- SUIT FOR FREEDOM AT HAMILTON COLLEGE
- UNRELATED BUSINESS INCOME ISSUES FOR FRATERNAL ORGANIZATIONS
- INTOXICATION IS NO EXCUSE
- NOTIFY THE INSURANCE COMPANY
- NATIONAL NOT LIABLE FOR HAZING IN ALABAMA
Newsletter > March 1998 > "SUIT FOR FREEDOM AT HAMILTON COLLEGE"
SUIT FOR FREEDOM AT HAMILTON COLLEGE
Robert E. Manley, Manley & Burke
Hamilton College has been sued again.1 The Plaintiffs in that their contractual rights to freedom of expression, freedom of association, and right to be recognized have been violated by the college. This time the suit is by Delta Kappa Epsilon International, Inc., the Tau Chapter at Hamilton College, Michael Peroni, the Chapter’s President, and others.
The fraternity was thrown off campus because it held a party in which nude female dancers performed and alcohol was served. The fraternity had a party permit for the event in a university room. Campus police responded to a noise complaint. Campus police observed what was happening and did nothing but instruct the person at the party to reduce the volume of their noise.
Later, the college sent a memorandum to the entire college community announcing that Delta Kappa Epsilon had lost its recognition.
[When students come to Hamilton College, they do so with the reasonable expectation that their civil rights of free expression and free association are assured them under the provisions of the college charter.]
Hamilton College is a private institution. Normally, protection under the First Amendment of the United States Constitution for freedom of expression and freedom of association would not bind a private institution. Hamilton College’s state charter issued in 1812 gives rule-making authority to the Board of Trustees of Hamilton College “provided that no ordinance, rule, or order shall be repugnant to the laws of this State or the laws of the United States.”
Numerous cases have held that nude dancing is a protected means of expression under the First Amendment of the United States Constitution. The New York Constitution in Article VIII states “every person may speak freely, write, and publish his sentiments on all subjects * * * and no law shall be passed to restrain or abridge the liberty of speech or the press.”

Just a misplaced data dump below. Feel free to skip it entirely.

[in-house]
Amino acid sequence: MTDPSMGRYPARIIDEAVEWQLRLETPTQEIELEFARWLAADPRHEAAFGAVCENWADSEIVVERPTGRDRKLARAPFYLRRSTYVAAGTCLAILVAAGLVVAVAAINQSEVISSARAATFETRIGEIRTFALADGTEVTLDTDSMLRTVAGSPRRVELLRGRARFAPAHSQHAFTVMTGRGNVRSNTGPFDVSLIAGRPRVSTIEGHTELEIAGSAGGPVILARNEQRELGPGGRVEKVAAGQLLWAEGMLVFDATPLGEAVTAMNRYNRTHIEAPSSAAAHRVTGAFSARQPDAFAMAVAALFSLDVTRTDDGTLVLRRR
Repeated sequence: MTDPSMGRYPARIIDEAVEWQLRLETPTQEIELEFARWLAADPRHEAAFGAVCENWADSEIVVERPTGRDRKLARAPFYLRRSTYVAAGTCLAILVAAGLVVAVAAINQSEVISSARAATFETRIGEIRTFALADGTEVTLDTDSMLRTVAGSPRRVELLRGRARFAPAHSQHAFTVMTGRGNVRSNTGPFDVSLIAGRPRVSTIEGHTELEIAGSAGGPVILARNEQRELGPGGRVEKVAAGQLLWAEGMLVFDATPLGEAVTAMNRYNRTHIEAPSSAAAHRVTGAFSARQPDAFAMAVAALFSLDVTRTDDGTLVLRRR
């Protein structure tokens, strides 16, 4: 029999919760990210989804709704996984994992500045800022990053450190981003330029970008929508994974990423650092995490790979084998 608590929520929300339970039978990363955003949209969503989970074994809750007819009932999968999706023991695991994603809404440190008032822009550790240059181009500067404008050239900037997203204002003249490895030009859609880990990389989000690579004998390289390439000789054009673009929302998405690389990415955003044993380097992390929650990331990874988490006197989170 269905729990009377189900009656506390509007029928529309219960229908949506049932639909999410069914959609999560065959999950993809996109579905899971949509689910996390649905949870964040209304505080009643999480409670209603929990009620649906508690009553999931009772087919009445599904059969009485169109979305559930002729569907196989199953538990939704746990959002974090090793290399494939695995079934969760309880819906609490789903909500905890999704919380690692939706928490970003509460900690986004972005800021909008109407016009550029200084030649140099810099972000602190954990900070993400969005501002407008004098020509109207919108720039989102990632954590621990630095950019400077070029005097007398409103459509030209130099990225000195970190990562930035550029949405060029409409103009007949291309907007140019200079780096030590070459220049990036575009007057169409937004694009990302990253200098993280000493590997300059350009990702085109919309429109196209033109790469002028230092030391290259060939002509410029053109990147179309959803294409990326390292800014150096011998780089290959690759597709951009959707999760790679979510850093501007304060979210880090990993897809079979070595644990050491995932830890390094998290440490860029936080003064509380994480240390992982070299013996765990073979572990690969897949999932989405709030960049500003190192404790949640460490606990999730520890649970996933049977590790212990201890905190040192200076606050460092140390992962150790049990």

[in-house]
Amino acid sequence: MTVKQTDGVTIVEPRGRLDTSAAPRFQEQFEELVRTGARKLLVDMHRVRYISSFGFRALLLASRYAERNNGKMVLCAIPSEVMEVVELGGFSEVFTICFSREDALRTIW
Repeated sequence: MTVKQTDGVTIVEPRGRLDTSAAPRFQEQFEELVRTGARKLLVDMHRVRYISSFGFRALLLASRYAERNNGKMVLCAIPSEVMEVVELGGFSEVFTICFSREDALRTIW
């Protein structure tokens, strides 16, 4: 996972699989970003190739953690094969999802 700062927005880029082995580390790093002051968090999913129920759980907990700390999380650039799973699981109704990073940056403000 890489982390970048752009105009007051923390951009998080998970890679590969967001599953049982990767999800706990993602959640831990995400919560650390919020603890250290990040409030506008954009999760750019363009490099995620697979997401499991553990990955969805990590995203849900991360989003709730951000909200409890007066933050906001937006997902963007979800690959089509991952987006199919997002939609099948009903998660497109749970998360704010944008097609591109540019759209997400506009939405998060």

The lawsuit uses the provision of the 1812 Charter of Hamilton College to incorporate all the protections of the First Amendment of the United States Supreme Court of Article VIII of the New York State Constitution, and of the Federal Civil Rights Laws, found in Title 42 of the Section 1983, United States Code. When students come to Hamilton college, they do so with the reasonable expectation that their civil rights of free expression and free association are assured them under the provisions of the college charter.
Charter provisions like this can incorporate by reference constitutional protections that otherwise would not apply.
The fraternity also claims that the regulations under which they were expelled from campus were vague. The fraternity asserts that there was an arbitrary classification because there have been organized academic exercises sponsored by the Office of the President, the Dean of Students, and the Office of Residential Life including programs that expressly deal with homosexual behavior, sadomasochistic behavior, diversity of love styles, female impersonation, leather sex, and “different love styles.” An assertion in the complaint is that whatever the fraternity did at its party is consistent with the standards on the Hamilton College Campus.
The new Hamilton College case has the prospect of making important law for the Greek movement and being instructive to college administrators.
The governing documents of many private colleges contain provisions that appear to ensure freedom of expression and freedom of association. These governing documents can make constitutional rights enforceable, even though the college is not a government agency.
The fraternity is also raising issues of the vagueness of the college regulations. New York is a leading state in defining impermissible vagueness in regulations. A regulation that imposes sanctions must be sufficiently clear to give the ordinary person notice of what standard of conduct he must follow in order to be valid. People v. O’Gorman, 274 N.Y. 284. Justice Oliver Wendell Holmes in his classic book, The Common Law (p. 50) states “a law which punished conduct which would not be blameworthy in the average member of the community would be too severe for the community to bear.”
If the allegations of the fraternity about officially sponsored activities that appear to feature unusual sex practices are correct, the college may be flying in the face of the admonition of Justice Holmes. Courts are inclined to follow the writings of Justice Holmes.
1 The U.S. Court of Appeals recently held that four fraternities could proceed in an antitrust suit against Hamilton College. Sec Fraternal Law No. 62 Nov. 1997.